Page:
SUBJECTS: Raising awareness of skin cancer; Australian Skin Cancer Foundation: Jay’s Mission Melanoma Walk
JASON CLARE, MINISTER FOR EDUCATION: A couple of years ago, I got diagnosed with melanoma. I'm one of the lucky ones. I spotted a mole on my leg, which I noticed had changed colour. And so I booked an appointment with the doctor. She said, "Okay, let's cut it out." We cut it out, and I'm so lucky that we did, because that decision to see her and cut it out saved my life. If melanomas are left on your body to grow, they metastasise and they spread to every part of your body and it'll kill you. Getting the message out to check your skin, go see the doctor, it's so important.
JOURNALIST: I guess with a lot of people indoors during the pandemic it's not been front of mind. With summer season coming in, a lot more people being out, are you hoping that this will raise more awareness and more people to get their skin checked?
CLARE: One of the long-term consequences of COVID is that people didn't go to see the doctor. And that's true for all sorts of tests that people needed to get, all their regular tests. One of those is skin checks. We didn't see anywhere near the amount of skin checks last year or the year before, that we saw before the pandemic. And that means that there were melanomas still on people's bodies, but they were growing and they weren't being cut out. It's really, really dangerous. So we've got to get the message out, get back to the doctor, get your skin checked.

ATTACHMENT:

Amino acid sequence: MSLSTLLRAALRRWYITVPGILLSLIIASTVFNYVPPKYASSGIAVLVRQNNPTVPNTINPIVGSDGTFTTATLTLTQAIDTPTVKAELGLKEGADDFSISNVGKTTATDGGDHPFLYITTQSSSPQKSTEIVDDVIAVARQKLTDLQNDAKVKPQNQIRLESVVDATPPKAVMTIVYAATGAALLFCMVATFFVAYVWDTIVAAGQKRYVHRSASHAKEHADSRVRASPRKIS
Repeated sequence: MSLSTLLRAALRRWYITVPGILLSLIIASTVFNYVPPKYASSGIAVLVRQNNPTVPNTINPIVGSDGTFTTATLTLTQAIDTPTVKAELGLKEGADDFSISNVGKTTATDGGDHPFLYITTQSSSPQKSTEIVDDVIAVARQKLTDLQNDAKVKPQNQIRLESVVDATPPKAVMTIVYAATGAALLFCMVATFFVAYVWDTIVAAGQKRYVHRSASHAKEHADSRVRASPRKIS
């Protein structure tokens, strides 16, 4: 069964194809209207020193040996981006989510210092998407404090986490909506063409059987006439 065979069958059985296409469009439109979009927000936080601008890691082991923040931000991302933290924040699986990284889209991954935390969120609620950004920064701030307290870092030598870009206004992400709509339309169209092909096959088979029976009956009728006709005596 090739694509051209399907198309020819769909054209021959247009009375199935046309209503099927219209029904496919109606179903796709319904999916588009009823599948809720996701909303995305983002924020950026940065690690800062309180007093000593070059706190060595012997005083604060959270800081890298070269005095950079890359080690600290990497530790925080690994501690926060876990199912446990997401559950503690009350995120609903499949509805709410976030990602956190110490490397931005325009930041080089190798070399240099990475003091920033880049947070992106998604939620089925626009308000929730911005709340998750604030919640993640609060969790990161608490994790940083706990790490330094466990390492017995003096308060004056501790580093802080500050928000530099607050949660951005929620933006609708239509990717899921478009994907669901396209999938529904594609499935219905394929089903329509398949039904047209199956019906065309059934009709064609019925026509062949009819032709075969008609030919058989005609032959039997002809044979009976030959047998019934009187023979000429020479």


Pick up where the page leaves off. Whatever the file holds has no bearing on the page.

There’s five members of the Cabinet that have been diagnosed with melanoma or other types of skin cancers just in the last few years. This isn't something that just affects a couple of people, this affects a lot of Aussies. People come from overseas and they're all terrified about getting bitten by a crocodile or a shark. Melanoma kills one Aussie every six hours. This is a massive killer. We've got to take it seriously, we've got to be sun safe, but we've also got to make sure that we go to the doctor regularly and get a skin check.
JOURNALIST: As you say, research is really important. What is the Federal Government committing to make sure Australians are safe?
CLARE: There's a big investment in an awareness campaign that Mark Butler announced just recently, ahead of summer. In the election campaign, we also announced an extra investment in skin cancer nurses, in melanoma nurses. If you talk to some of the survivors here, particularly guys and girls that are stage three and stage four, having that extra support for specialist nurses is really important as well.
I'm going to just reinforce that message again, if you're watching this, book an appointment with the doctor, get a skin check, it could save your life.
JOURNALIST: Any temptation to join them on the walk for the weekend?
CLARE: Well, I can't do it today. I wish I could. I have got to go back inside to have another meeting, but my old mate, Corey Summers, who asked me down here is walking a bit later in the week, so if Parliament gets up early, I might be able to hit the trail.